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Archive for April, 2011

Sean Andersen’s and Garry McGuire’s keynotes at CETW both focused on the future of DOOH being tied to its integration with Mobile and Social platforms.

The Venn Diagram of Mobile + Local + Social should be the flag for our industry. It’s already been waved by people outside of DOOH including some of the most respected names in technology including John Doerr of Keliner Perkins Caufield and Byers (an investor in RMG) and Mary Meeker (who now works at KPCB). Doerr is even credited with coming up with the SoLoMo phrase used by Sean in his keynote.

The convergence of Social, Local and Mobile is critically important to our industry. Mobile and social platforms are like bridges connecting to an archipelago of DOOH islands. The result is that engagement, experiences, advertising, revenue and measurement can then travel around those islands rather than being constrained and/or restricted to a single island.

The islands and bridges metaphor might also be useful in other respects. Bridges are rarely temporary structures, and that’s why it’s important for DOOH networks to think beyond next months tactical campaign and instead to focus on the strategic platform solutions that enable ultity to venues as well as advertisers and end users.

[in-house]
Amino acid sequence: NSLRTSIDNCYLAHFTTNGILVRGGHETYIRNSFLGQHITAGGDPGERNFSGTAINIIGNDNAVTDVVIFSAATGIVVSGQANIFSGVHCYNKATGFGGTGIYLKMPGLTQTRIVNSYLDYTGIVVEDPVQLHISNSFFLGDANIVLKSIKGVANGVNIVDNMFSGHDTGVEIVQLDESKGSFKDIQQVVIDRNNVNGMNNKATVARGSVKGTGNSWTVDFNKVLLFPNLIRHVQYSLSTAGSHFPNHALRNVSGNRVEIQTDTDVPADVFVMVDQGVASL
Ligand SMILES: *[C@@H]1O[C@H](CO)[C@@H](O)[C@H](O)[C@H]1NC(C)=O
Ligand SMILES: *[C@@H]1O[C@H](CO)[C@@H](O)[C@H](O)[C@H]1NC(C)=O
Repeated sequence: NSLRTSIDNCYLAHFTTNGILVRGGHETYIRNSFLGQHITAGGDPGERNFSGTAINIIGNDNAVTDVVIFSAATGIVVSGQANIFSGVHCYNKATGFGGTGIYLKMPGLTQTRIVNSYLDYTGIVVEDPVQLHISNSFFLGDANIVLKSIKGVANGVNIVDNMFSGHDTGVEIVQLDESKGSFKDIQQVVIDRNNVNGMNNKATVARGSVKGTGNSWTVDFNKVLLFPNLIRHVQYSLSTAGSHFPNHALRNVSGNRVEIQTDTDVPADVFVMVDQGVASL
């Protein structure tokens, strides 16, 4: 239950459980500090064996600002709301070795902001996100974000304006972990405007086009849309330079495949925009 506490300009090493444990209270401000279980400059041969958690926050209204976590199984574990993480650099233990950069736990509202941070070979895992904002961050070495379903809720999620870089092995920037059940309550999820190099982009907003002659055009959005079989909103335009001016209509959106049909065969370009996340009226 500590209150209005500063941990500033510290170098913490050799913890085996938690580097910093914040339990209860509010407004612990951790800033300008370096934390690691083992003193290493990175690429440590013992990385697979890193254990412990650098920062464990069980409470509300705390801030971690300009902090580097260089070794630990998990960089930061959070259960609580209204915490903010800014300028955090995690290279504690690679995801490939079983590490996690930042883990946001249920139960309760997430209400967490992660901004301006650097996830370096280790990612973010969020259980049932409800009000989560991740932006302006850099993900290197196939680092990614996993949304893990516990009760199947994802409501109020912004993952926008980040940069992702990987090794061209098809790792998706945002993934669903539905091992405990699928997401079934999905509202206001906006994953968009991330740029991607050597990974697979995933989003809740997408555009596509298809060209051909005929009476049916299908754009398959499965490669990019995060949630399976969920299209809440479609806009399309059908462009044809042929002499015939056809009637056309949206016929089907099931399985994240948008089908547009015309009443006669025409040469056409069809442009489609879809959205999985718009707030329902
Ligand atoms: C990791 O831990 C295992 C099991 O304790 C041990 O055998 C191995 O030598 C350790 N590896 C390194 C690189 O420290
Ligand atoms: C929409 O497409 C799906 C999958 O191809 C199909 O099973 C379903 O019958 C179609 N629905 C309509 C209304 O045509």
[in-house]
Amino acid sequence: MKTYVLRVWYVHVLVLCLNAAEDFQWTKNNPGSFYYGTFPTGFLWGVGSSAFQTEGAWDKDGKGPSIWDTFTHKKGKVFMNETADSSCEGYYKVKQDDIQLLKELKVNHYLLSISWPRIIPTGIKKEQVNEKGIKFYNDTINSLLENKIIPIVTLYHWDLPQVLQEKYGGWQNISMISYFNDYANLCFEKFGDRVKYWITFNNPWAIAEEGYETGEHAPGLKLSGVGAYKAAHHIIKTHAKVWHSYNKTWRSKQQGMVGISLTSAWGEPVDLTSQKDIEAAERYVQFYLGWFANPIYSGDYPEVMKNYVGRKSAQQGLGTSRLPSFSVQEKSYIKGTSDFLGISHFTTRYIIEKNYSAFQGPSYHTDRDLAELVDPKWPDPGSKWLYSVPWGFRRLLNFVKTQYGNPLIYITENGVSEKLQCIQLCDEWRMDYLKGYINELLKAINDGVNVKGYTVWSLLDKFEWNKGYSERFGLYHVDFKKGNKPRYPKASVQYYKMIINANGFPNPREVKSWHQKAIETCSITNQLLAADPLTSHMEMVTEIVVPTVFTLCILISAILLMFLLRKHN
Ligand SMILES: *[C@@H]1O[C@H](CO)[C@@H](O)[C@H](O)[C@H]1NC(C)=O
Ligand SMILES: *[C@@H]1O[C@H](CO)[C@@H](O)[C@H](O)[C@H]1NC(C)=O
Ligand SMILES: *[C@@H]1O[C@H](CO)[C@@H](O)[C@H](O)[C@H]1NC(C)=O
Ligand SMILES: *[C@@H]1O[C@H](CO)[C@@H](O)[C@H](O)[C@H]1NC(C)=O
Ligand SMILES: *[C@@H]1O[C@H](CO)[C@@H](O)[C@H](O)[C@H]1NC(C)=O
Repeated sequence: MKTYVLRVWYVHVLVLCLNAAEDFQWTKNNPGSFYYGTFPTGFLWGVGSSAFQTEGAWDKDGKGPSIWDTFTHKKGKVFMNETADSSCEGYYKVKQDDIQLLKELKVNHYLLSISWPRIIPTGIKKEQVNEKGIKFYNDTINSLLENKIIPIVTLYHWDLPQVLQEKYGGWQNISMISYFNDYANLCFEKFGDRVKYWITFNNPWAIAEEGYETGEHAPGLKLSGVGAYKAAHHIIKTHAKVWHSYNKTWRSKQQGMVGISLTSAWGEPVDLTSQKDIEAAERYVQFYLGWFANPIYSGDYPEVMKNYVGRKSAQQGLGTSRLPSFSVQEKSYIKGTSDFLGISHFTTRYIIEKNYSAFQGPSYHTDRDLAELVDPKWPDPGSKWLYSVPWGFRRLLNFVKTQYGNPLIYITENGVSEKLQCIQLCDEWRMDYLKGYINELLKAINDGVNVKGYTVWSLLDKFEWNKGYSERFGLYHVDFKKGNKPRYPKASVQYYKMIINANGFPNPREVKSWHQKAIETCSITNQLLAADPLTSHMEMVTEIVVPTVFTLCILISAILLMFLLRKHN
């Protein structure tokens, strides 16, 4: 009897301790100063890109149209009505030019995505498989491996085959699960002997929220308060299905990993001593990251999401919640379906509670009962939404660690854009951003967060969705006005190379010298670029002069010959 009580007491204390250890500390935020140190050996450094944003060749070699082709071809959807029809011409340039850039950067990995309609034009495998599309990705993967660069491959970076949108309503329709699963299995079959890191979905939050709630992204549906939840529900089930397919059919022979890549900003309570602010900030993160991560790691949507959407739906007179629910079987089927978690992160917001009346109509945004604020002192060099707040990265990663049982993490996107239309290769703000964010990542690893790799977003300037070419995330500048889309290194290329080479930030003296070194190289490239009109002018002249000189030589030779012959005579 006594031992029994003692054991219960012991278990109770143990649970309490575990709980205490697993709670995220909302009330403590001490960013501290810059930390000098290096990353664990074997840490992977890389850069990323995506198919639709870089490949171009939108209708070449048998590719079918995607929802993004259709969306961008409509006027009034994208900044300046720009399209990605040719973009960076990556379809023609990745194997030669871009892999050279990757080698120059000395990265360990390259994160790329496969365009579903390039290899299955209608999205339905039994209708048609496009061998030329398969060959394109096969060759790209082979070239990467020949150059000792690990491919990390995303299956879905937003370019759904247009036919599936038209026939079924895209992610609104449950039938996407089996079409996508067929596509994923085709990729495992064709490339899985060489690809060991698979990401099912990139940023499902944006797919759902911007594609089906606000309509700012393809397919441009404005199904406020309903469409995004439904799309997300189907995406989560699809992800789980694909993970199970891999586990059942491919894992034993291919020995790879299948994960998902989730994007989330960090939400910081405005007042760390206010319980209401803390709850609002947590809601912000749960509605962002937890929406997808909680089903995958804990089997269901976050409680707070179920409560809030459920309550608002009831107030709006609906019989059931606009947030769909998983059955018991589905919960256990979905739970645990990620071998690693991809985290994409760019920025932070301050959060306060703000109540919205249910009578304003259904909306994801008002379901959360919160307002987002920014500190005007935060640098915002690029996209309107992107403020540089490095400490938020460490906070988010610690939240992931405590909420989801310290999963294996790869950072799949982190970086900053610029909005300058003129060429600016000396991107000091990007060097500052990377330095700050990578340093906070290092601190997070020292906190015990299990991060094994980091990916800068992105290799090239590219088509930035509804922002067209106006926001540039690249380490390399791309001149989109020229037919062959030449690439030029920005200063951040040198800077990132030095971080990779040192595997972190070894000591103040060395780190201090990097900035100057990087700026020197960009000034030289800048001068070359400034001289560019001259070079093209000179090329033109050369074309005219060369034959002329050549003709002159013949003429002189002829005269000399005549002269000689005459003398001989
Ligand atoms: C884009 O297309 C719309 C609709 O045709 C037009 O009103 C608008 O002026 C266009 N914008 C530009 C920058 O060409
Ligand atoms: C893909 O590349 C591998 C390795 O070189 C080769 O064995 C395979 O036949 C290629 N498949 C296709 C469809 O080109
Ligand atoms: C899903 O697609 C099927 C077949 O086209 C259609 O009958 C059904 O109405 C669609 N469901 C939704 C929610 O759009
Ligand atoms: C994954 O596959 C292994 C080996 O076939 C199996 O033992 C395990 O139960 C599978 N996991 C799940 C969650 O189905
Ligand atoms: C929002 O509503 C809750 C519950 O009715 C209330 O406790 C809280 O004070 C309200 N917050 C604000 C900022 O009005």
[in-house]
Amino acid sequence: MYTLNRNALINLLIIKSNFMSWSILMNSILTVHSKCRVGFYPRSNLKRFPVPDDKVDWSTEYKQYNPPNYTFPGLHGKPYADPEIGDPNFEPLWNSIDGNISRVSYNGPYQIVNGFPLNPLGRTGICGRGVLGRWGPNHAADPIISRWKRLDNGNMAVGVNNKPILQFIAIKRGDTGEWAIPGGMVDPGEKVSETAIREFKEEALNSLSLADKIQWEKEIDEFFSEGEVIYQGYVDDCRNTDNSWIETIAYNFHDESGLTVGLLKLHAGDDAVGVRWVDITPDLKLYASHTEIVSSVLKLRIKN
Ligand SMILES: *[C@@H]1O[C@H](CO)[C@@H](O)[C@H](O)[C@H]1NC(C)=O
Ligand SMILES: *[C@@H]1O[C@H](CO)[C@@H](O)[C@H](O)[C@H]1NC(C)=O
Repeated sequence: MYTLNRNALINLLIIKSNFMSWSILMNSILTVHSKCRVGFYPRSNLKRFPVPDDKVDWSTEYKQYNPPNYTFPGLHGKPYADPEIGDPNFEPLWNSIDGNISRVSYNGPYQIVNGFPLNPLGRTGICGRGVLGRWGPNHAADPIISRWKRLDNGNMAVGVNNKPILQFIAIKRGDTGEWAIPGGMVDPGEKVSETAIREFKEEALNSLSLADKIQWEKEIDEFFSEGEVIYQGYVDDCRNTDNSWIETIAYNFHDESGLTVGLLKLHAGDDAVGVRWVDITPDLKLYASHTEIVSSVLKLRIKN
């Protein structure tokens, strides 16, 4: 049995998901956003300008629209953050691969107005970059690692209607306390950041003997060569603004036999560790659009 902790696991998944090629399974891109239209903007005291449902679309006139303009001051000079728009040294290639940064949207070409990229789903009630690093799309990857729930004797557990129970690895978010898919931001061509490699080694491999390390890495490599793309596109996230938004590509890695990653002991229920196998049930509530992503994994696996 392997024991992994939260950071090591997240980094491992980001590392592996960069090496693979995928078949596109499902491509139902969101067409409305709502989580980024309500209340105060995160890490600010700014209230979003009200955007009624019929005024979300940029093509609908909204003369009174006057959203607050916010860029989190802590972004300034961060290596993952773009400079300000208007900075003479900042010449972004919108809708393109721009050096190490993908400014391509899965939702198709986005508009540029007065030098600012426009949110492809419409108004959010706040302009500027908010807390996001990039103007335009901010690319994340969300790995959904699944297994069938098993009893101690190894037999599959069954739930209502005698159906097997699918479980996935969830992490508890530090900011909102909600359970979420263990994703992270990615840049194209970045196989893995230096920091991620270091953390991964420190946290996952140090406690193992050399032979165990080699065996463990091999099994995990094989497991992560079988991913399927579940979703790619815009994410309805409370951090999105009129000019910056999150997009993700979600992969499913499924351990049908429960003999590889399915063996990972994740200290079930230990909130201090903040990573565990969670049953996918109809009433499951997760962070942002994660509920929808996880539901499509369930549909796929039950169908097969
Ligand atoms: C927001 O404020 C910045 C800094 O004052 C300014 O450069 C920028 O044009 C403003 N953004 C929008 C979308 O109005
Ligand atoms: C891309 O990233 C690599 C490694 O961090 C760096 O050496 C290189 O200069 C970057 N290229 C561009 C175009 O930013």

To that end, RMG announced relationships with BlueBite, Groupon, Screenreach and LocaModa that underpin RMG’s commitment to a connected DOOH future. As Garry McGuire says (and I 100% agree), “While these announcements involve RMG, I believe this is the way the industry is moving and they are not exclusive to us, I think that with such developments, this will explode across the industry.”

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Apparently it’s a big week if you’re into weddings.

Over in Britain, my friends and relatives are just delighted to be paying for a swanky wedding that they’re not invited to. At least they can enjoy a street party with all the other peasants.

On this side of the pond, the big nuptials are at CETW where DOOH and Location Based Services will be walking up the aisle together. We know they’ve been engaged for a while, but only close friends and relatives knew they were about to tie the knot.

That might upset a few who’ve been titillated about the salacious rumors of a threesome between DOOH, Mobile and QR codes. “Yes, they’re sometimes seen hanging out in the same places, but even if they’ve had the occasional fling, they’re not the marrying kind. And anyway, even if they could get it on in the few seconds that mobile needs, it’s pretty obvious, it can’t lead to anything serious now that LBS and DOOH are getting hitched.” Said a friend of DOOH who wished to remain anonymous.